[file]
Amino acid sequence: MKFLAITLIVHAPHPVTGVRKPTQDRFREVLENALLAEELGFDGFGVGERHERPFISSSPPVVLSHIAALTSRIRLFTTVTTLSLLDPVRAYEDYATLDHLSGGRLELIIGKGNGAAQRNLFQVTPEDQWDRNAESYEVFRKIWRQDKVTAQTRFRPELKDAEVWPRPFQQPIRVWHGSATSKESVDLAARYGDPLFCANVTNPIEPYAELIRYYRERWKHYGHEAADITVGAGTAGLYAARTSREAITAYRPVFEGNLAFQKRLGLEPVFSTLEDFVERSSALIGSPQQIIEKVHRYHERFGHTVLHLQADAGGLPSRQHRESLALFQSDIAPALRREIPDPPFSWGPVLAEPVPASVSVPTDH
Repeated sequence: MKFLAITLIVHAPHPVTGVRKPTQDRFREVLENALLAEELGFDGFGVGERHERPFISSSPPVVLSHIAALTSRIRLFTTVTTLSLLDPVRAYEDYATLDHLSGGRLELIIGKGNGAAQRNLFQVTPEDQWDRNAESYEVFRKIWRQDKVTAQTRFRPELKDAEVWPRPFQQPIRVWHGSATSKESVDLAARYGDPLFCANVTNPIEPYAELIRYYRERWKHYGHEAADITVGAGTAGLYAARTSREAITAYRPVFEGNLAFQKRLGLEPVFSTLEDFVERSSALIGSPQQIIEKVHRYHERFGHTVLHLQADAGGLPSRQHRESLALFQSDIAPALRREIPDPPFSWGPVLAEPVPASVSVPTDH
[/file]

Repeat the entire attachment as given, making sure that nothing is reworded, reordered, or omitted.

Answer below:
Amino acid sequence: MKFLAITLIVHAPHPVTGVRKPTQDRFREVLENALLAEELGFDGFGVGERHERPFISSSPPVVLSHIAALTSRIRLFTTVTTLSLLDPVRAYEDYATLDHLSGGRLELIIGKGNGAAQRNLFQVTPEDQWDRNAESYEVFRKIWRQDKVTAQTRFRPELKDAEVWPRPFQQPIRVWHGSATSKESVDLAARYGDPLFCANVTNPIEPYAELIRYYRERWKHYGHEAADITVGAGTAGLYAARTSREAITAYRPVFEGNLAFQKRLGLEPVFSTLEDFVERSSALIGSPQQIIEKVHRYHERFGHTVLHLQADAGGLPSRQHRESLALFQSDIAPALRREIPDPPFSWGPVLAEPVPASVSVPTDH
Repeated sequence: MKFLAITLIVHAPHPVTGVRKPTQDRFREVLENALLAEELGFDGFGVGERHERPFISSSPPVVLSHIAALTSRIRLFTTVTTLSLLDPVRAYEDYATLDHLSGGRLELIIGKGNGAAQRNLFQVTPEDQWDRNAESYEVFRKIWRQDKVTAQTRFRPELKDAEVWPRPFQQPIRVWHGSATSKESVDLAARYGDPLFCANVTNPIEPYAELIRYYRERWKHYGHEAADITVGAGTAGLYAARTSREAITAYRPVFEGNLAFQKRLGLEPVFSTLEDFVERSSALIGSPQQIIEKVHRYHERFGHTVLHLQADAGGLPSRQHRESLALFQSDIAPALRREIPDPPFSWGPVLAEPVPASVSVPTDH